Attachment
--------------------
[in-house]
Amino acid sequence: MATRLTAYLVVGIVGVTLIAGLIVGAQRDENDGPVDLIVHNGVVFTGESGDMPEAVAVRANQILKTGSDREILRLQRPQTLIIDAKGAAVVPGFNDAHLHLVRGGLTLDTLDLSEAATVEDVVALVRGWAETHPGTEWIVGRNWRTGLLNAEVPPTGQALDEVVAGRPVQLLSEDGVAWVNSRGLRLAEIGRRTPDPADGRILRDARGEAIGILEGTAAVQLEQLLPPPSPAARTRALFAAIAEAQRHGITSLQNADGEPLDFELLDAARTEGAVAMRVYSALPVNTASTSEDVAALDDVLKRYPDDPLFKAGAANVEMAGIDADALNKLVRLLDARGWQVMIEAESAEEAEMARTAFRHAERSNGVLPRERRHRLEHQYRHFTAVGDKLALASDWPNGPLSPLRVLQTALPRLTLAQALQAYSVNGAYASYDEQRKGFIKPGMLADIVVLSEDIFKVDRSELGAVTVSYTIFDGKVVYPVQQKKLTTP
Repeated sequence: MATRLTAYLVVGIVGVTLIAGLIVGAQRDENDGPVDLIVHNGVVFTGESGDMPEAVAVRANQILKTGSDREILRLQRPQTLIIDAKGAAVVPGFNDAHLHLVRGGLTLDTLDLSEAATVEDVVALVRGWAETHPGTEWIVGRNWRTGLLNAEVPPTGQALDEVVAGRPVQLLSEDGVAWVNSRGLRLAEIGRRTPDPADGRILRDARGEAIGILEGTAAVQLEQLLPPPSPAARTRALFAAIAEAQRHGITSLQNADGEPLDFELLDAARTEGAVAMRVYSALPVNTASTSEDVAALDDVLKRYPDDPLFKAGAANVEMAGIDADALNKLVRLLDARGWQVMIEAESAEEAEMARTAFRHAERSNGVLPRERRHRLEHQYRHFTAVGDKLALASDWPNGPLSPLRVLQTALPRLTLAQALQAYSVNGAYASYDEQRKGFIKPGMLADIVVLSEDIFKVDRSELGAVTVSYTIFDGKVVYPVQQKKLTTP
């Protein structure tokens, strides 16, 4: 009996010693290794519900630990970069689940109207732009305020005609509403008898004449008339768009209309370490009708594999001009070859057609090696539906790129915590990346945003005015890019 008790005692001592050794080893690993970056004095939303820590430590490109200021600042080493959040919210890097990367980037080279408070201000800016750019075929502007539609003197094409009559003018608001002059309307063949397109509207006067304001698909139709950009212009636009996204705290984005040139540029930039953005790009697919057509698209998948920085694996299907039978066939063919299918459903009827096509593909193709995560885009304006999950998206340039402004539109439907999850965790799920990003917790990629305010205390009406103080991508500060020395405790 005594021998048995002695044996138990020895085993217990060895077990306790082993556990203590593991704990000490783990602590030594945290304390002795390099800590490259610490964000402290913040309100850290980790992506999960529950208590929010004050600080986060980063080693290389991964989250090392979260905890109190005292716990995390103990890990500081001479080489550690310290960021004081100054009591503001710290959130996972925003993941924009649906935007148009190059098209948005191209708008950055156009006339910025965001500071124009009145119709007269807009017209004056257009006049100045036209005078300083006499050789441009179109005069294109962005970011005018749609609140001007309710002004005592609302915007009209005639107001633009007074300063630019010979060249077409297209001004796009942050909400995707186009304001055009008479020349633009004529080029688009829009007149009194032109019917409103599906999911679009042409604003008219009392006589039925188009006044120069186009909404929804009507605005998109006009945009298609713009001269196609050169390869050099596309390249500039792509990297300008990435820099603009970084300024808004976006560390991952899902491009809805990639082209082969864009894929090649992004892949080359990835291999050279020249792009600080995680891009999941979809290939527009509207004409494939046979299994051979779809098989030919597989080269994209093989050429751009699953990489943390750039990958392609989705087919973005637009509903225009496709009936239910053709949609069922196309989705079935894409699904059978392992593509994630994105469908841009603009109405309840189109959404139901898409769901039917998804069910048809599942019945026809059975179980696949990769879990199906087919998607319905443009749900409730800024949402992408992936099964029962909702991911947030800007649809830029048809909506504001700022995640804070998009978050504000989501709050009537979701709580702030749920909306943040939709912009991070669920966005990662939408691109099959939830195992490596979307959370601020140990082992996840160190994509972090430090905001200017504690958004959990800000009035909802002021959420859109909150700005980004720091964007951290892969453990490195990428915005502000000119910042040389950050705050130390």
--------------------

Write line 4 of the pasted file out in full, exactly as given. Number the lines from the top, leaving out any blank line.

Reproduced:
């Protein structure tokens, strides 16, 4: 009996010693290794519900630990970069689940109207732009305020005609509403008898004449008339768009209309370490009708594999001009070859057609090696539906790129915590990346945003005015890019 008790005692001592050794080893690993970056004095939303820590430590490109200021600042080493959040919210890097990367980037080279408070201000800016750019075929502007539609003197094409009559003018608001002059309307063949397109509207006067304001698909139709950009212009636009996204705290984005040139540029930039953005790009697919057509698209998948920085694996299907039978066939063919299918459903009827096509593909193709995560885009304006999950998206340039402004539109439907999850965790799920990003917790990629305010205390009406103080991508500060020395405790 005594021998048995002695044996138990020895085993217990060895077990306790082993556990203590593991704990000490783990602590030594945290304390002795390099800590490259610490964000402290913040309100850290980790992506999960529950208590929010004050600080986060980063080693290389991964989250090392979260905890109190005292716990995390103990890990500081001479080489550690310290960021004081100054009591503001710290959130996972925003993941924009649906935007148009190059098209948005191209708008950055156009006339910025965001500071124009009145119709007269807009017209004056257009006049100045036209005078300083006499050789441009179109005069294109962005970011005018749609609140001007309710002004005592609302915007009209005639107001633009007074300063630019010979060249077409297209001004796009942050909400995707186009304001055009008479020349633009004529080029688009829009007149009194032109019917409103599906999911679009042409604003008219009392006589039925188009006044120069186009909404929804009507605005998109006009945009298609713009001269196609050169390869050099596309390249500039792509990297300008990435820099603009970084300024808004976006560390991952899902491009809805990639082209082969864009894929090649992004892949080359990835291999050279020249792009600080995680891009999941979809290939527009509207004409494939046979299994051979779809098989030919597989080269994209093989050429751009699953990489943390750039990958392609989705087919973005637009509903225009496709009936239910053709949609069922196309989705079935894409699904059978392992593509994630994105469908841009603009109405309840189109959404139901898409769901039917998804069910048809599942019945026809059975179980696949990769879990199906087919998607319905443009749900409730800024949402992408992936099964029962909702991911947030800007649809830029048809909506504001700022995640804070998009978050504000989501709050009537979701709580702030749920909306943040939709912009991070669920966005990662939408691109099959939830195992490596979307959370601020140990082992996840160190994509972090430090905001200017504690958004959990800000009035909802002021959420859109909150700005980004720091964007951290892969453990490195990428915005502000000119910042040389950050705050130390």